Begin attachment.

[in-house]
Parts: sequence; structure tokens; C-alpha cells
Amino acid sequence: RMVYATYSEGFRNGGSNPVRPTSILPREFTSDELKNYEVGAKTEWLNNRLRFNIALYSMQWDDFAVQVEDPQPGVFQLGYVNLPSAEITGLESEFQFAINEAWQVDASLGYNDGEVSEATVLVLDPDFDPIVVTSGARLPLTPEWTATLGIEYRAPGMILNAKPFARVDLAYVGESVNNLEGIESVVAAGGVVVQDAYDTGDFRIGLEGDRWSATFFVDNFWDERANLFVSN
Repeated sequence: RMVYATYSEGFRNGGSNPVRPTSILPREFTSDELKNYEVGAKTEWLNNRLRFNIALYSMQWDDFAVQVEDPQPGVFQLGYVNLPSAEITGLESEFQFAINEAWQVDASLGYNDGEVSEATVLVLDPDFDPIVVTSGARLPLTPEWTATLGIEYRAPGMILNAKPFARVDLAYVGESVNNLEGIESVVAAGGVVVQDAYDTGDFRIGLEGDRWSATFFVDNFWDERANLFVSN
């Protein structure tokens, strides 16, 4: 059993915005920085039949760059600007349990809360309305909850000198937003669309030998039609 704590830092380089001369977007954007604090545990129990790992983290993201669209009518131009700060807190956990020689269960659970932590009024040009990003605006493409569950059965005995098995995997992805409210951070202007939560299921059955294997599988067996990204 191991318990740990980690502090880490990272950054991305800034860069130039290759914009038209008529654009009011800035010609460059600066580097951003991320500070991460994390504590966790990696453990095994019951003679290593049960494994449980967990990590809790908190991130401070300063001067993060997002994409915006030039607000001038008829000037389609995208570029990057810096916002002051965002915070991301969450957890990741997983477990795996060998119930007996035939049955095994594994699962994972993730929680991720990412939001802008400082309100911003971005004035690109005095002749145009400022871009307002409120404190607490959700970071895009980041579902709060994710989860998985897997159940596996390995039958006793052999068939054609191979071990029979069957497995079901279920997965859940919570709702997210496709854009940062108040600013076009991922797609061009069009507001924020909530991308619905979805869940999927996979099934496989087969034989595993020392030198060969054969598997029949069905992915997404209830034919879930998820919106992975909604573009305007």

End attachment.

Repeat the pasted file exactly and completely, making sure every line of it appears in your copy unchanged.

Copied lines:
[in-house]
Parts: sequence; structure tokens; C-alpha cells
Amino acid sequence: RMVYATYSEGFRNGGSNPVRPTSILPREFTSDELKNYEVGAKTEWLNNRLRFNIALYSMQWDDFAVQVEDPQPGVFQLGYVNLPSAEITGLESEFQFAINEAWQVDASLGYNDGEVSEATVLVLDPDFDPIVVTSGARLPLTPEWTATLGIEYRAPGMILNAKPFARVDLAYVGESVNNLEGIESVVAAGGVVVQDAYDTGDFRIGLEGDRWSATFFVDNFWDERANLFVSN
Repeated sequence: RMVYATYSEGFRNGGSNPVRPTSILPREFTSDELKNYEVGAKTEWLNNRLRFNIALYSMQWDDFAVQVEDPQPGVFQLGYVNLPSAEITGLESEFQFAINEAWQVDASLGYNDGEVSEATVLVLDPDFDPIVVTSGARLPLTPEWTATLGIEYRAPGMILNAKPFARVDLAYVGESVNNLEGIESVVAAGGVVVQDAYDTGDFRIGLEGDRWSATFFVDNFWDERANLFVSN
């Protein structure tokens, strides 16, 4: 059993915005920085039949760059600007349990809360309305909850000198937003669309030998039609 704590830092380089001369977007954007604090545990129990790992983290993201669209009518131009700060807190956990020689269960659970932590009024040009990003605006493409569950059965005995098995995997992805409210951070202007939560299921059955294997599988067996990204 191991318990740990980690502090880490990272950054991305800034860069130039290759914009038209008529654009009011800035010609460059600066580097951003991320500070991460994390504590966790990696453990095994019951003679290593049960494994449980967990990590809790908190991130401070300063001067993060997002994409915006030039607000001038008829000037389609995208570029990057810096916002002051965002915070991301969450957890990741997983477990795996060998119930007996035939049955095994594994699962994972993730929680991720990412939001802008400082309100911003971005004035690109005095002749145009400022871009307002409120404190607490959700970071895009980041579902709060994710989860998985897997159940596996390995039958006793052999068939054609191979071990029979069957497995079901279920997965859940919570709702997210496709854009940062108040600013076009991922797609061009069009507001924020909530991308619905979805869940999927996979099934496989087969034989595993020392030198060969054969598997029949069905992915997404209830034919879930998820919106992975909604573009305007």